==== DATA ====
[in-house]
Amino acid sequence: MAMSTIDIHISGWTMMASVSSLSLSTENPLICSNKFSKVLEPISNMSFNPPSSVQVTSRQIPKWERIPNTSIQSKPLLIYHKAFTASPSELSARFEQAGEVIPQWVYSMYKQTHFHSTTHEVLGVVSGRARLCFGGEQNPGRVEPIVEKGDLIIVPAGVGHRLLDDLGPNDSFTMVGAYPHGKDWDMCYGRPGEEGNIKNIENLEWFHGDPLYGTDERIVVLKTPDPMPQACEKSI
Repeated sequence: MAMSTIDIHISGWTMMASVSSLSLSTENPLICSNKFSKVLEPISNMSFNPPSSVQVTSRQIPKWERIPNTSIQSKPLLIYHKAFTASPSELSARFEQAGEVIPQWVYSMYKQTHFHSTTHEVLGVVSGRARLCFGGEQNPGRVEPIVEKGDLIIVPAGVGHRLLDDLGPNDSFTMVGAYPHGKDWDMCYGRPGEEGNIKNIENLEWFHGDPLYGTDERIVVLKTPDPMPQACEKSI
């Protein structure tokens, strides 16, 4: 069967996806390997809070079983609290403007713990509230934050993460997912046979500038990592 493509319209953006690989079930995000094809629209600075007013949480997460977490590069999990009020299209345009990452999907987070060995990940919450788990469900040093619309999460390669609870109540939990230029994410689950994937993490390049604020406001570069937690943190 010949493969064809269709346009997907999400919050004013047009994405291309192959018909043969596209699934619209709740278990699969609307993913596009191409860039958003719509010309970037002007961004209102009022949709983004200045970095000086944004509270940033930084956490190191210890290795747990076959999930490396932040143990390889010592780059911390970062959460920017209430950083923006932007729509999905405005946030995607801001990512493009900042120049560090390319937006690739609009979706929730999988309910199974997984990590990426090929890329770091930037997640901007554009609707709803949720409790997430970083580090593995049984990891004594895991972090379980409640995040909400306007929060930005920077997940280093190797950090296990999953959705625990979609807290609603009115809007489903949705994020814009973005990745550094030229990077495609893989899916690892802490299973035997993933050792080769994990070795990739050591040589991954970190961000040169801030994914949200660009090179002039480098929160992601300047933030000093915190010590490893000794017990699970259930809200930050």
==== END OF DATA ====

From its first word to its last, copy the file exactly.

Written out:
[in-house]
Amino acid sequence: MAMSTIDIHISGWTMMASVSSLSLSTENPLICSNKFSKVLEPISNMSFNPPSSVQVTSRQIPKWERIPNTSIQSKPLLIYHKAFTASPSELSARFEQAGEVIPQWVYSMYKQTHFHSTTHEVLGVVSGRARLCFGGEQNPGRVEPIVEKGDLIIVPAGVGHRLLDDLGPNDSFTMVGAYPHGKDWDMCYGRPGEEGNIKNIENLEWFHGDPLYGTDERIVVLKTPDPMPQACEKSI
Repeated sequence: MAMSTIDIHISGWTMMASVSSLSLSTENPLICSNKFSKVLEPISNMSFNPPSSVQVTSRQIPKWERIPNTSIQSKPLLIYHKAFTASPSELSARFEQAGEVIPQWVYSMYKQTHFHSTTHEVLGVVSGRARLCFGGEQNPGRVEPIVEKGDLIIVPAGVGHRLLDDLGPNDSFTMVGAYPHGKDWDMCYGRPGEEGNIKNIENLEWFHGDPLYGTDERIVVLKTPDPMPQACEKSI
């Protein structure tokens, strides 16, 4: 069967996806390997809070079983609290403007713990509230934050993460997912046979500038990592 493509319209953006690989079930995000094809629209600075007013949480997460977490590069999990009020299209345009990452999907987070060995990940919450788990469900040093619309999460390669609870109540939990230029994410689950994937993490390049604020406001570069937690943190 010949493969064809269709346009997907999400919050004013047009994405291309192959018909043969596209699934619209709740278990699969609307993913596009191409860039958003719509010309970037002007961004209102009022949709983004200045970095000086944004509270940033930084956490190191210890290795747990076959999930490396932040143990390889010592780059911390970062959460920017209430950083923006932007729509999905405005946030995607801001990512493009900042120049560090390319937006690739609009979706929730999988309910199974997984990590990426090929890329770091930037997640901007554009609707709803949720409790997430970083580090593995049984990891004594895991972090379980409640995040909400306007929060930005920077997940280093190797950090296990999953959705625990979609807290609603009115809007489903949705994020814009973005990745550094030229990077495609893989899916690892802490299973035997993933050792080769994990070795990739050591040589991954970190961000040169801030994914949200660009090179002039480098929160992601300047933030000093915190010590490893000794017990699970259930809200930050």